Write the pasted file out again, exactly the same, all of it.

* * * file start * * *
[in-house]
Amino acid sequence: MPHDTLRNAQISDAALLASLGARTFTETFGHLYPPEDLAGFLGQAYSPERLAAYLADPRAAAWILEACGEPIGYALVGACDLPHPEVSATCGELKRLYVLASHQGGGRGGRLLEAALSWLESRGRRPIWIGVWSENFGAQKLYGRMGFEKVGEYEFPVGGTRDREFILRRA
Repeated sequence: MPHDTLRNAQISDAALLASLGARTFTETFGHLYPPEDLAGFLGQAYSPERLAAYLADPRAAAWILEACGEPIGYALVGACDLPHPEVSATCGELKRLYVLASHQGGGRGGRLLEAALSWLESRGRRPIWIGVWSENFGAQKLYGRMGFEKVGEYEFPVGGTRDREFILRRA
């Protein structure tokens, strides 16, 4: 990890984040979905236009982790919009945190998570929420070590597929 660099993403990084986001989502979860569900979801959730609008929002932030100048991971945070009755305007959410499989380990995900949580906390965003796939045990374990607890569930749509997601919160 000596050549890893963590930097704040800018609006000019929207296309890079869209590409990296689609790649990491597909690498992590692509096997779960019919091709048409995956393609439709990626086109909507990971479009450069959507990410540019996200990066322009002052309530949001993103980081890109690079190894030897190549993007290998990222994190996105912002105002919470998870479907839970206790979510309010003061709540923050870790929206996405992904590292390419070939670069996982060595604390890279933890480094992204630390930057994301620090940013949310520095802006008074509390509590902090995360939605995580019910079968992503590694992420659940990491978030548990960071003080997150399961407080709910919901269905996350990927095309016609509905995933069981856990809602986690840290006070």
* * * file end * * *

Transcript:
[in-house]
Amino acid sequence: MPHDTLRNAQISDAALLASLGARTFTETFGHLYPPEDLAGFLGQAYSPERLAAYLADPRAAAWILEACGEPIGYALVGACDLPHPEVSATCGELKRLYVLASHQGGGRGGRLLEAALSWLESRGRRPIWIGVWSENFGAQKLYGRMGFEKVGEYEFPVGGTRDREFILRRA
Repeated sequence: MPHDTLRNAQISDAALLASLGARTFTETFGHLYPPEDLAGFLGQAYSPERLAAYLADPRAAAWILEACGEPIGYALVGACDLPHPEVSATCGELKRLYVLASHQGGGRGGRLLEAALSWLESRGRRPIWIGVWSENFGAQKLYGRMGFEKVGEYEFPVGGTRDREFILRRA
């Protein structure tokens, strides 16, 4: 990890984040979905236009982790919009945190998570929420070590597929 660099993403990084986001989502979860569900979801959730609008929002932030100048991971945070009755305007959410499989380990995900949580906390965003796939045990374990607890569930749509997601919160 000596050549890893963590930097704040800018609006000019929207296309890079869209590409990296689609790649990491597909690498992590692509096997779960019919091709048409995956393609439709990626086109909507990971479009450069959507990410540019996200990066322009002052309530949001993103980081890109690079190894030897190549993007290998990222994190996105912002105002919470998870479907839970206790979510309010003061709540923050870790929206996405992904590292390419070939670069996982060595604390890279933890480094992204630390930057994301620090940013949310520095802006008074509390509590902090995360939605995580019910079968992503590694992420659940990491978030548990960071003080997150399961407080709910919901269905996350990927095309016609509905995933069981856990809602986690840290006070």